18. To those posters above I did understand how the techniques should be applied, but they didn't help me. Analysing my driving or comparing myself to other drivers works for me, and you learn more about a car or track every time you drive.
    The problem I have, is that videos and articles on driving faster are produced with no knowledge of the mistakes you're making.
    There is, I think, a placebo effect when reading or watching techniques. Perhaps in an effort to go faster you analyse yourself, change things and concentrate more. However if you're faster it wasn't anything you watched or read that made you faster, you helped yourself.
    I guess If you're a beginner and you don't know about being setting up a car, being smooth, traction circles, weight transfer, etc it would be a good idea to learn that stuff.
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  19. kcheeb

    Tuning? I'm so confused ... Premium Member

    And if you don't know what the correct/better way of driving is, you have no basis to judge whether you're making a mistake and what specifically the mistake is.

    If you understand the correct techniques for driving fast you can, as you said, self assess and make the corrections. The how to books and videos aren't there to tell you what you're doing wrong, they're there to tell you what to do right.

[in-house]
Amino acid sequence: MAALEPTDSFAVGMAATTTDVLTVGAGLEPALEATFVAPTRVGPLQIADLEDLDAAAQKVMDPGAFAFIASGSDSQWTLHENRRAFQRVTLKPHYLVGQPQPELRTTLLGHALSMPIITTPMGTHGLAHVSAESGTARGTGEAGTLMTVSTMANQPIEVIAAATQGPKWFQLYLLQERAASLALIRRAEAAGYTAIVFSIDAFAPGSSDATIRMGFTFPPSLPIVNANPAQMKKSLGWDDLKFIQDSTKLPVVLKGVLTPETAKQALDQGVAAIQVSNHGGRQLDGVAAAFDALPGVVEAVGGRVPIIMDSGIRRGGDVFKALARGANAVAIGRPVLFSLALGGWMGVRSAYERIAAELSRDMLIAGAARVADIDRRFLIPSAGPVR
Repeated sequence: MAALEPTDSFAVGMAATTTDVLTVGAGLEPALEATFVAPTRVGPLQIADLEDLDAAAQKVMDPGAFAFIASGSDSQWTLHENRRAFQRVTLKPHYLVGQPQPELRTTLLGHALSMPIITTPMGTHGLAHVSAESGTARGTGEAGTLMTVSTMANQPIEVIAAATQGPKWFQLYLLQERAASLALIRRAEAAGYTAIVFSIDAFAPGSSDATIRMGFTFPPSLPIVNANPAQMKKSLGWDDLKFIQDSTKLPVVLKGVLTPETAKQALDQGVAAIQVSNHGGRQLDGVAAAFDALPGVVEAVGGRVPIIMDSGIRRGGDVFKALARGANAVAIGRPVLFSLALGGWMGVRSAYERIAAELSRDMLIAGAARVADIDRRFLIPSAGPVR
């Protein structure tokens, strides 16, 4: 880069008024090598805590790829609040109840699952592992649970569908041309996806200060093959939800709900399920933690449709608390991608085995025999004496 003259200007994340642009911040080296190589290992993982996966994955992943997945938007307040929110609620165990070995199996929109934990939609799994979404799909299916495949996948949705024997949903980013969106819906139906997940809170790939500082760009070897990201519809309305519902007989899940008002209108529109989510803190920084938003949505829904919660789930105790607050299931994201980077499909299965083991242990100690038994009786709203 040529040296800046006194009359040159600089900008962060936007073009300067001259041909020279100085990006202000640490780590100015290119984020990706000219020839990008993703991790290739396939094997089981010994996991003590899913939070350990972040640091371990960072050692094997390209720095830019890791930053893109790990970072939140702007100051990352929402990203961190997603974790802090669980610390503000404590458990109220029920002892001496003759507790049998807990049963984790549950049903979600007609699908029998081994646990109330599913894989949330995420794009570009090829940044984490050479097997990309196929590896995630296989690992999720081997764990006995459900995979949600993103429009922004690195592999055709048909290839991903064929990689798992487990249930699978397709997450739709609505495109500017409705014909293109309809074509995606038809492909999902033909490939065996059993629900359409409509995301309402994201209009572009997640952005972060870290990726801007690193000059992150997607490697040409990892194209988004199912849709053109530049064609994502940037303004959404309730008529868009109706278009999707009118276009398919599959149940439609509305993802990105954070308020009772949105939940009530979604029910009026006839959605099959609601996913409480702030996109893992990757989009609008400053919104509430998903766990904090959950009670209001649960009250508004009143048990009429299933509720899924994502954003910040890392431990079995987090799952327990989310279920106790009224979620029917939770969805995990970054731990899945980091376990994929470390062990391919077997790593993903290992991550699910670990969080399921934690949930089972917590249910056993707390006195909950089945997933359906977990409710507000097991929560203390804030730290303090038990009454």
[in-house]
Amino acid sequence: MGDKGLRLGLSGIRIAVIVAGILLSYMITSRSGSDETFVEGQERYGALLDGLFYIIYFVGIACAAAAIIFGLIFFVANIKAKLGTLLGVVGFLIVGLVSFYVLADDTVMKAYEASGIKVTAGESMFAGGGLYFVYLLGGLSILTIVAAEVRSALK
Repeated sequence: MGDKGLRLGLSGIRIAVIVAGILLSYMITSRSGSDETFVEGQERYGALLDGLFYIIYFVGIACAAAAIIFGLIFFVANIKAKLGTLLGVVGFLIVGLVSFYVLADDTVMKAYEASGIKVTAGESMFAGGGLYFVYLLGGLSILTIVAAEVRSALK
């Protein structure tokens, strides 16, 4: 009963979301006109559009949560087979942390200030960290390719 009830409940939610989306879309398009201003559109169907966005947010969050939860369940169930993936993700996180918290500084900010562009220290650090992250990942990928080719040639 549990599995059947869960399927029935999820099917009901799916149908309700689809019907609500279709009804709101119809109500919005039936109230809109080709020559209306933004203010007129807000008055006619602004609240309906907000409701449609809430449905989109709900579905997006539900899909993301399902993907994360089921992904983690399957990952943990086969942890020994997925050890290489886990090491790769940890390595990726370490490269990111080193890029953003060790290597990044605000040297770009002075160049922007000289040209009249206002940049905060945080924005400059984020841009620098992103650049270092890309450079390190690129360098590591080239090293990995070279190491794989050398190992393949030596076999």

It's up to you to bridge that gap, what you're doing wrong versus what is the correct way.
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  20. Boby Kim

    Boby Kim
    There is no spoon...

    Watched the skip barber before but watched it again. The theory all made sense and while racing i had it all in mind but still laptimes did not improve.
    I helped myself by turning on a assist during practise: ideal race line. I started to race and i noticed that i was everywere on track except at the ideal line. I am not saying that line is the fastest but it showed me different angles, braking and accelarating points. And that was the moment skip barbers theory felt in place for me. I felt like NEO who suddenly was able to bend the spoon. I improved my personal laptimes. So the question remains: would i have ended with the same spoon bending without the skip barber vid? I dont think so. To walk the path you first need to know and understand the path. This will not work for everybody but i guess that searching for a way to bend the spoon is the first important step. Now im going to take a blue pill to beat the insomnia.